The standard pre-Rosh Hashana greeting of “K’tiva v’chatima tova” (“May you be written and sealed for good”) is deduced from a Talmudic discussion concerning the three heavenly books that are opened during the High Holidays.
Rabbi Jochanan (as quoted by Rabbi Kruspedai) clarified that on the New Year there is a book for the completely wicked, a book for the completely righteous and a book for those in the middle. According to Rabbi Avin, the existence of these books is alluded to in Psalms 69:29: “Let them be blotted out of the book of the living, and not be written with the righteous.” According to Rabbi Nahman ben Isaac, Moses actually refers to it in Exodus 32:32: “…blot me, I pray You, out of Your book which You have written” (Rosh Hashana 16b).
Both of the proof-texts brought in the Talmud appear to refer only to a Book of the Righteous. Since tradition has it that the world is balanced between extremes (prophecy was balanced by idolatry, Moses was balanced by Balaam), a Book of the Wicked must also exist. This, of course, leaves a gap for those who are neither completely righteous nor completely wicked…in other words, the majority of humanity. Thus it could only be assumed that there was a third book.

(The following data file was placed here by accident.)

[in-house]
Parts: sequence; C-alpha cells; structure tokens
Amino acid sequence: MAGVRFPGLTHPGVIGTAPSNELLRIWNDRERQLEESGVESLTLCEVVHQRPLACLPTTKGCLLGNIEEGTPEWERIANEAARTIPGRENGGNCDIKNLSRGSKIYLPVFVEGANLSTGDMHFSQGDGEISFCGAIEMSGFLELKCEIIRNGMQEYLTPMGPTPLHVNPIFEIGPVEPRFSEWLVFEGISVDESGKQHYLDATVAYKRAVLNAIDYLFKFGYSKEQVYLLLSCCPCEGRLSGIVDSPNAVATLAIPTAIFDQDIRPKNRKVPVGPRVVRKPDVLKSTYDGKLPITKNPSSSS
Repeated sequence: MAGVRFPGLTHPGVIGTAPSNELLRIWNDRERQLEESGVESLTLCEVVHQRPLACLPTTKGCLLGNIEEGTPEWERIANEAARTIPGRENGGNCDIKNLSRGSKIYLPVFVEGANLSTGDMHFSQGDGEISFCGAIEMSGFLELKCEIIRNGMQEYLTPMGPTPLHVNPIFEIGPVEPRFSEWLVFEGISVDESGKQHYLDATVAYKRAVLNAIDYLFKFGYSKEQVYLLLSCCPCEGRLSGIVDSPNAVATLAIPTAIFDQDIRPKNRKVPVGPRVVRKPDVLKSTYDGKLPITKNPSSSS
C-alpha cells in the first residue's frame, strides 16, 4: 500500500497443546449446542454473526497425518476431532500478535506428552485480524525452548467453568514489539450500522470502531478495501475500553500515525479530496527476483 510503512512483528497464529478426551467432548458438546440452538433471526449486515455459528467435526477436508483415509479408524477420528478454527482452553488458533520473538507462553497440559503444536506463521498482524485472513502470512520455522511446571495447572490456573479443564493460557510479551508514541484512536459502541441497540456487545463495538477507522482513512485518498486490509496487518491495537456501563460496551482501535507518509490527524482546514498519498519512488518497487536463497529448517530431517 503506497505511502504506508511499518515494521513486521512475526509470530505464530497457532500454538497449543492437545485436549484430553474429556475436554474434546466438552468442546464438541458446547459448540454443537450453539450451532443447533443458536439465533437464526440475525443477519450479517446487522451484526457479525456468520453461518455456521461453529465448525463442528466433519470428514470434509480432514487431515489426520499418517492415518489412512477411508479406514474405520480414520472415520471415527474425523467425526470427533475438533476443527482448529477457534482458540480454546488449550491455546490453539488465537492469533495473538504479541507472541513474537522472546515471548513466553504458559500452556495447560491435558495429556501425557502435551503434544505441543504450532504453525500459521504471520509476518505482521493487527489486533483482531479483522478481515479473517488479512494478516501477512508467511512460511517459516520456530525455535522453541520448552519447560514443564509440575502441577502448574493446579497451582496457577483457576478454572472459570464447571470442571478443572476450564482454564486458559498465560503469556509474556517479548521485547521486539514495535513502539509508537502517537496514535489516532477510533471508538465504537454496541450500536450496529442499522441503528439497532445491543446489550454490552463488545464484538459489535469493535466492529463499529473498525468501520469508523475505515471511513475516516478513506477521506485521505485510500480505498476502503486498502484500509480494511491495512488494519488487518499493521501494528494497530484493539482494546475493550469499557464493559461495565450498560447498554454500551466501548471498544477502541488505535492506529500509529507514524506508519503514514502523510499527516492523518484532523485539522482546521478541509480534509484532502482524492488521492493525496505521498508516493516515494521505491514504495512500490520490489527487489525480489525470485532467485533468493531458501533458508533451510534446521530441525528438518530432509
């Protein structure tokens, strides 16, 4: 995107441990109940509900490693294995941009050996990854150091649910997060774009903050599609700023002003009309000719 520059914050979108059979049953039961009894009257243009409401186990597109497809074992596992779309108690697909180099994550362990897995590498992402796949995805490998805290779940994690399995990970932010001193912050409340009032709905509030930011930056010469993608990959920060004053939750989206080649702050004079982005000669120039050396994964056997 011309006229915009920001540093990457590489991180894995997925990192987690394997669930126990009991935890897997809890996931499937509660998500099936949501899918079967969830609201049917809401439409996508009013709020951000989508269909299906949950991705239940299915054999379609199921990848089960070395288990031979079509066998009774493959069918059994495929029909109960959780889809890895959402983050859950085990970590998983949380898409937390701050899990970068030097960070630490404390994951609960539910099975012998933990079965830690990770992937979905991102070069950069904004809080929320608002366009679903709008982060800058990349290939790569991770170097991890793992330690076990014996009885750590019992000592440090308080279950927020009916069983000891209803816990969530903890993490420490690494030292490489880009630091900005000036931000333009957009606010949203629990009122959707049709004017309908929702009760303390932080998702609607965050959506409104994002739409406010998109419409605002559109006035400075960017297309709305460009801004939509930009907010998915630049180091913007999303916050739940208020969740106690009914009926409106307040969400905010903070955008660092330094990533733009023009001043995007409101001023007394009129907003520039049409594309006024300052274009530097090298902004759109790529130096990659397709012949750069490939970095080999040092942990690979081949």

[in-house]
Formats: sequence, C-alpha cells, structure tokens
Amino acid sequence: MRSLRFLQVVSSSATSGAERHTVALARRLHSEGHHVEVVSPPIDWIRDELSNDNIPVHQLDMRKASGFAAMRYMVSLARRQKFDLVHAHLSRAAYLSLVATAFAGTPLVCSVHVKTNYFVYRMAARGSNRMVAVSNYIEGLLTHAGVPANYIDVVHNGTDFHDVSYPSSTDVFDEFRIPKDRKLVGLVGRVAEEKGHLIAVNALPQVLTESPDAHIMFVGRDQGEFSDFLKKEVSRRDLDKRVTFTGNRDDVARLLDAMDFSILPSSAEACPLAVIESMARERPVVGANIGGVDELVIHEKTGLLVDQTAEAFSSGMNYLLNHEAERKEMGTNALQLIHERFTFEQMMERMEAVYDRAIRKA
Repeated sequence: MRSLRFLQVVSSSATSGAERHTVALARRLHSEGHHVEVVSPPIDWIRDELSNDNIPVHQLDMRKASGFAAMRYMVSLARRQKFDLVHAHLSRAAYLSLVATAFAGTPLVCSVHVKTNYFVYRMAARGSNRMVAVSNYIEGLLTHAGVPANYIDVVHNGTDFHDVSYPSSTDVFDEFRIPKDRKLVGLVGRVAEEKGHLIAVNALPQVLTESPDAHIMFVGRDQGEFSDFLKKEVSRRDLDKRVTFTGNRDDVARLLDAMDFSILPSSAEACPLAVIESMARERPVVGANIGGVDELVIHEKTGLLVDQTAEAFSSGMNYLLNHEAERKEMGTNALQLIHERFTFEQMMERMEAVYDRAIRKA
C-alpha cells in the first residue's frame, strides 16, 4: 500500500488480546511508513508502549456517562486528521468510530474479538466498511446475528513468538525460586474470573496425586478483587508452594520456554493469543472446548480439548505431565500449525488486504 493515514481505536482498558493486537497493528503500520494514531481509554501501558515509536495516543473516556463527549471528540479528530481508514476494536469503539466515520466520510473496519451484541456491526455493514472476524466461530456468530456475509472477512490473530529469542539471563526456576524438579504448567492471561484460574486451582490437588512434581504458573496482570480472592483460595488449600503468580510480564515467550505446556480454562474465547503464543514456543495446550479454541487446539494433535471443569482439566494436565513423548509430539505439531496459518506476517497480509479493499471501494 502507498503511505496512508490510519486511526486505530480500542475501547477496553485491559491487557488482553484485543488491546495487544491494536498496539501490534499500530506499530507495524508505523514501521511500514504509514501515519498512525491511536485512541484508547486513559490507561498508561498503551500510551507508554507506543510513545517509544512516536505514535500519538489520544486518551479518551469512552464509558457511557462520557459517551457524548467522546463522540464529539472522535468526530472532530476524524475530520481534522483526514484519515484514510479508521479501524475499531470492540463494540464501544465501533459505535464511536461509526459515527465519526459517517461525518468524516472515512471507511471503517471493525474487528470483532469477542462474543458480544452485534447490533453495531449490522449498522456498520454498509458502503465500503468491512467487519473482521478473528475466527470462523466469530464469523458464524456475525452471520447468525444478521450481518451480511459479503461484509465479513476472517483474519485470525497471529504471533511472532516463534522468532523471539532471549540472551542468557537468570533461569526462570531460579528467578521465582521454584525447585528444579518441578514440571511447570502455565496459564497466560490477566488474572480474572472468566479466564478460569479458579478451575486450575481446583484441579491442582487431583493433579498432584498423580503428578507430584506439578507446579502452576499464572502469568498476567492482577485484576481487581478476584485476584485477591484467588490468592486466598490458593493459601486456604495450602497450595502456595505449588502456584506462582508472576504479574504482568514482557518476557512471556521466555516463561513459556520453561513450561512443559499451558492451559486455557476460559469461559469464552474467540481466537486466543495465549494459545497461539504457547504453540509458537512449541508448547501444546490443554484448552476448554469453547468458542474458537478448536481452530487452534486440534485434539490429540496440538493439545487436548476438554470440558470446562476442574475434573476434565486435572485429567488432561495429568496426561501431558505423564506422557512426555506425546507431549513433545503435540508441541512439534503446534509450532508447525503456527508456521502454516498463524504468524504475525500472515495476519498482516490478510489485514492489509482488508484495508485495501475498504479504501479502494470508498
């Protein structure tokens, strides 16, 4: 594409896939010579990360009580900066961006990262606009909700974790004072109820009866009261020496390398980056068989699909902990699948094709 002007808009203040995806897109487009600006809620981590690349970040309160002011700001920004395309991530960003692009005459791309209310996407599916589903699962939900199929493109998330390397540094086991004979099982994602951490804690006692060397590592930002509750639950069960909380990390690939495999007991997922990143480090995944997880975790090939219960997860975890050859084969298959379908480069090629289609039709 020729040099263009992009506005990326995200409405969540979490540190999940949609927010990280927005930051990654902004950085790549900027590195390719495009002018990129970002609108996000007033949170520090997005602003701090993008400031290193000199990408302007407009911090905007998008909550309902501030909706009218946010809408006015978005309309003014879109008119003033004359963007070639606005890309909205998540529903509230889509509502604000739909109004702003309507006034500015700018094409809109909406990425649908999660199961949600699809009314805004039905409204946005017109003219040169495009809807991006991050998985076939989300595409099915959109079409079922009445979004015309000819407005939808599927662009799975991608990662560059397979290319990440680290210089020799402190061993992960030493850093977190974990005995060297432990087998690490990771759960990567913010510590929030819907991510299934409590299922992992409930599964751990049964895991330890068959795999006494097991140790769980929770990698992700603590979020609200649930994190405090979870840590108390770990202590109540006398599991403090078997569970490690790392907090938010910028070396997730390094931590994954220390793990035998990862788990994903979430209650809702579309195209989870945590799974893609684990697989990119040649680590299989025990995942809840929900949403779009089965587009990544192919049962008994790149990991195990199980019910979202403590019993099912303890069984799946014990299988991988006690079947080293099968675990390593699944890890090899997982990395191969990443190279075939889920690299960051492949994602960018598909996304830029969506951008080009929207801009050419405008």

Rabbi Kruspedai further explains that, on Rosh Hashana, the completely righteous and the completely wicked are immediately written into their respective books, but “the judgement of the intermediate group is written but not finalized from the New Year till the Day of Atonement” [when it is sealed].
Because of the “suspended” status of most people between Rosh Hashana and Yom Kippur, after Rosh Hashana the greeting is altered to “G’mar chatima tova” (“May it finish with you being sealed for good”).
Jewish Treats wishes all of its readers l’shana tova tikatayhu v’taychatayvu (that’s the plural form).
Copyright © 2010 National Jewish Outreach Program. All rights reserved.Email this post